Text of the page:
The second reason relates to historic trends. Figure 3 shows UK annual CO2 emissions from all sources – not just the electricity sector – since 1970. Note that other greenhouse gases such as methane and nitrous oxide are not included.

Figure 3: UK total GHG emissions since 1970 expressed as CO2 equivalent: Data from CCC spreadsheets.

The UK’s CO2 emissions have been generally decreasing since at least 1970, and this long-term decrease clearly has nothing to do with renewables . As shown in Figure 3 it was largely a result of decreases in coal and petroleum consumption and an increase in the consumption of North Sea gas from 1970 through 2000, with emissions flattening between 2000 and 2007 as gas consumption leveled off:

Figure 4: UK total GHG emissions by source since 1970. Data from CCC spreadsheets.

The key question, however, is why CO2 emissions began to decrease more rapidly after 2007. The two main factors that could have contributed to this decrease are:

  1. Decreased demand caused by the 2008/9 recession
  2. Renewables growth

Between 2007 and 2014 the percentage of renewables in the UK electricity generation mix increased by 7%, which assuming no significant changes in the generation mix would have produced a 7% decrease in CO2 emissions from electricity generation. But according to the CCC electricity sector emissions account for only about a quarter of UK total emissions, so the overall impact of renewables on total UK emissions would have been less than 2%. We can therefore conclude that the accelerated emissions decrease since 2007 is mostly a result of the 2008/9 recession, with the implication being that emissions will decrease a lot less rapidly when and if the UK finally pulls out of it.

The important point, however, is that electricity sector emissions account for only about a quarter of total UK emissions. Reducing emissions from the sectors that produce the remaining three-quarters will therefore have three times the impact of electricity sector reductions – a fact we tend to forget . Figure 5 illustrates the emissions reductions needed to meet the fifth carbon budget target. Reductions in electricity sector emissions are larger percentage-wise than in the other sectors but the other sectors still account for 65% of the total reduction:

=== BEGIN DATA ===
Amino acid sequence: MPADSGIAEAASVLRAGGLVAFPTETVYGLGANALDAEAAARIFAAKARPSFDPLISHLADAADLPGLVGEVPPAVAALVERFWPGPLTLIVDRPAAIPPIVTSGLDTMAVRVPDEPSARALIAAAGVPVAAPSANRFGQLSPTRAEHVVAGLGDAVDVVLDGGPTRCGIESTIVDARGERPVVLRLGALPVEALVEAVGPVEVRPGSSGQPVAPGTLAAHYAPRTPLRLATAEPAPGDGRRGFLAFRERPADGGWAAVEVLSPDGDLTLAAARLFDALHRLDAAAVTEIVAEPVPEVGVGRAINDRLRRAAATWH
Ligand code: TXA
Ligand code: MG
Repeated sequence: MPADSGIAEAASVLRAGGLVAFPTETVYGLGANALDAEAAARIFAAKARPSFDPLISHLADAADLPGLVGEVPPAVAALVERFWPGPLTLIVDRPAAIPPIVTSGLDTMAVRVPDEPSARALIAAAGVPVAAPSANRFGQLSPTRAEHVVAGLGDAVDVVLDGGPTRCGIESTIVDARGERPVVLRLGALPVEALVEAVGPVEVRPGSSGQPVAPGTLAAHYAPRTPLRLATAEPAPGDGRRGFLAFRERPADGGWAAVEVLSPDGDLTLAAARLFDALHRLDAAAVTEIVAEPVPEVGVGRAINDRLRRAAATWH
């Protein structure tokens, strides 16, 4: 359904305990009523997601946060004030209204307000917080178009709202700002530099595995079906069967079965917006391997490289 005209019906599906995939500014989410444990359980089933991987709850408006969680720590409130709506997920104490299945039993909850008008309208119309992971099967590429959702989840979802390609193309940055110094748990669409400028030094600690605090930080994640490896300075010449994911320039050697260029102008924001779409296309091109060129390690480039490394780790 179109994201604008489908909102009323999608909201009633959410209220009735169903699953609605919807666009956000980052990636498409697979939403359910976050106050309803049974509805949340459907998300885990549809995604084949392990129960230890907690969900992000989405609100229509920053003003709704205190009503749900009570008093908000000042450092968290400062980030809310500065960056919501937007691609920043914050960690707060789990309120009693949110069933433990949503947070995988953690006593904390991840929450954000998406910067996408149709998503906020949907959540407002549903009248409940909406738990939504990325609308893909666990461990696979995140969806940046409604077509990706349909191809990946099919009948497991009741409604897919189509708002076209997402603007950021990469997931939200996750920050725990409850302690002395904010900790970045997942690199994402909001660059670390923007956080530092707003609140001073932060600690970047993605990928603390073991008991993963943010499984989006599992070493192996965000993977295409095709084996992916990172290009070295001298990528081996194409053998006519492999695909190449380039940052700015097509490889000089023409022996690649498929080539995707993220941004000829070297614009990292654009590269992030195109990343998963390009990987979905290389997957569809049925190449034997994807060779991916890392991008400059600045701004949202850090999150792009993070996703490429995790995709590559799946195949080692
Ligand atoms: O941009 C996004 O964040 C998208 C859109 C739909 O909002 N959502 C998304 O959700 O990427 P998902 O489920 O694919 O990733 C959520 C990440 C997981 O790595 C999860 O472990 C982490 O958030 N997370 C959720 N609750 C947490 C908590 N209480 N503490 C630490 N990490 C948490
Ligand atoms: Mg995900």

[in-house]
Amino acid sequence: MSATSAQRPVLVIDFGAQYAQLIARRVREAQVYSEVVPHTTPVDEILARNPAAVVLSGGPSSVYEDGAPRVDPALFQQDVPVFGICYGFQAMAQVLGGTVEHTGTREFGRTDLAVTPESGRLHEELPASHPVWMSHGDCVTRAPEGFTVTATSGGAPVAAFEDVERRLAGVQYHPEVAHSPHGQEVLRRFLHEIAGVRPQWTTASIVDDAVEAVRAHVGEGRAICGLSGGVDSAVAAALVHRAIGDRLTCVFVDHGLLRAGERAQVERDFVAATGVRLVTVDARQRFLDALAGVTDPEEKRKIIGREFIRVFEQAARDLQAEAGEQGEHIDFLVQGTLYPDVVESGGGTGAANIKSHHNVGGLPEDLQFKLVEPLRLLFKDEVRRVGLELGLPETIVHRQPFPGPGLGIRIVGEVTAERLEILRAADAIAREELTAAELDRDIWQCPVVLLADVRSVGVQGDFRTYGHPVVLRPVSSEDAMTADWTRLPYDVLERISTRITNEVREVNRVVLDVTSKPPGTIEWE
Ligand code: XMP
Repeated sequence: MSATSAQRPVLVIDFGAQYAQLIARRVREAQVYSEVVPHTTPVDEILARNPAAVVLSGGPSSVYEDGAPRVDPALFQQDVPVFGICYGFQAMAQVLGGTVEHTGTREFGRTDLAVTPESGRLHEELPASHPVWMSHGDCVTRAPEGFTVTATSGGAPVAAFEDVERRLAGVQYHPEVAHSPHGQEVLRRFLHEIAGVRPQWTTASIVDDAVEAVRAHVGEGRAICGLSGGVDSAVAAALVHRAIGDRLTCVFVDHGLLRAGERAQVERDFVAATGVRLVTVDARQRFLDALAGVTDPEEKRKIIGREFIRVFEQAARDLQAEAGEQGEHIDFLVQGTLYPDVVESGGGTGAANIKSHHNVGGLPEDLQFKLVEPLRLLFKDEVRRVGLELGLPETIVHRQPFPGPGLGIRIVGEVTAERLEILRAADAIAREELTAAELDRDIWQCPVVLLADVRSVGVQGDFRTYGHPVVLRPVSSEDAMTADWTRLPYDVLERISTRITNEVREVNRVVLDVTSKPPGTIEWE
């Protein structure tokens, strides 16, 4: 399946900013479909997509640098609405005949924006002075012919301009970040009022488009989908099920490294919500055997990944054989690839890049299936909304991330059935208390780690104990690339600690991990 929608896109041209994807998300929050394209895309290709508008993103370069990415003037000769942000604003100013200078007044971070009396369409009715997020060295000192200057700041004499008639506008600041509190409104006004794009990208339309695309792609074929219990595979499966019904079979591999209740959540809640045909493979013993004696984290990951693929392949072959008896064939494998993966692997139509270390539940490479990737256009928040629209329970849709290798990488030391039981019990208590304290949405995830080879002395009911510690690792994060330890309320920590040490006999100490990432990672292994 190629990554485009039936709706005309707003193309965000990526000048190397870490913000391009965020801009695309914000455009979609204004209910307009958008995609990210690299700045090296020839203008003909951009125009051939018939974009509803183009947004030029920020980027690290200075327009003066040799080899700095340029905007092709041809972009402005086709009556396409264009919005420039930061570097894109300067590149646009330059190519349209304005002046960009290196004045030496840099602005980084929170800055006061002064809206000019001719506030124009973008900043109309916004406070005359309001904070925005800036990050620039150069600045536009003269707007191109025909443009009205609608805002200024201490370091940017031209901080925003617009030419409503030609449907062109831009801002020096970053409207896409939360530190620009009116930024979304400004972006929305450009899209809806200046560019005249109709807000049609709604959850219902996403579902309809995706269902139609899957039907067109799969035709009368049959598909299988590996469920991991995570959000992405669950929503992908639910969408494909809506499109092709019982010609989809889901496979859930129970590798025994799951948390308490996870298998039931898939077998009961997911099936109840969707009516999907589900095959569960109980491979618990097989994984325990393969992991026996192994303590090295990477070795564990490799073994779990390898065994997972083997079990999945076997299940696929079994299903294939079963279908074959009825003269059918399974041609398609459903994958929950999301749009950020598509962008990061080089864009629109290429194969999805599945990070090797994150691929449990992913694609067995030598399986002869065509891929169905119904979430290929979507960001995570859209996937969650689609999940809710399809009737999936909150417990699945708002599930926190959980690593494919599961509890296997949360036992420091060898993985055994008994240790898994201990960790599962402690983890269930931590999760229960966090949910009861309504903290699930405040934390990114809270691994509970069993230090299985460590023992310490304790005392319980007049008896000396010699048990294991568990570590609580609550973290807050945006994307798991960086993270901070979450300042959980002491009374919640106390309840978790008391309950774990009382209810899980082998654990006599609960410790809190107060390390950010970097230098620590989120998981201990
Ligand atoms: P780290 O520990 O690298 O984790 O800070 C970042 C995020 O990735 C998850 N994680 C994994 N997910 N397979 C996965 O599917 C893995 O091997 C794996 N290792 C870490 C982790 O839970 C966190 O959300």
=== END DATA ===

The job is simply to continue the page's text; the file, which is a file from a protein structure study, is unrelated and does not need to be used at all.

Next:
Figure 5: Emissions reductions by sector needed to reach the fifth carbon budget target. Reproduced from the CCC report.

And how does the CCC plan to achieve the reductions in the non-electric sectors? It doesn’t. Reducing emissions from millions of cars, buses, trains, water heaters, heat pumps, businesses, factories, waste dumps, farms and houses is a vastly more complicated undertaking than reducing emissions from a couple of hundred power plants, and it can’t be planned in any detail. So the CCC resorts to assumptions, chief among which are:

Industry: improved energy management and process control, use of more energy-efficient plant and equipment, waste heat recovery, use of bioenergy in space and process heat, and development of a carbon capture and storage (CCS) cluster allowing use of CCS in the iron and steel and chemicals sectors. Hydrogen could provide an alternative to CCS depending how technologies develop.

Buildings: deployment of low-carbon heat increases so that heat pumps and heat networks from low-carbon sources provide heat for around 13% of homes and over half of business demand; insulation increases (including a further around 1.5 million solid walls and 2 million cavity walls in the 2020s), and there is more use of heating controls and efficient lights and appliances. Alternatively, low-carbon heat could be provided via hydrogen added to the gas grid or using hybrid heat pumps, which include a gas boiler to top-up heat supply on the coldest days.

Transport: efficiency of conventional vehicles continues to improve in the 2020s (e.g. conventional car emissions fall from 125 gCO2/km in 2014 to 102g/km in 2020 then 86g/km in 2030 …. the combination of plug-in hybrids and battery electric vehicles reach 9% of new car and van sales in 2020 and around 60% in 2030). We include hydrogen buses (reaching 25% of sales in 2030), with the possibility of a bigger contribution from hydrogen for other vehicles types.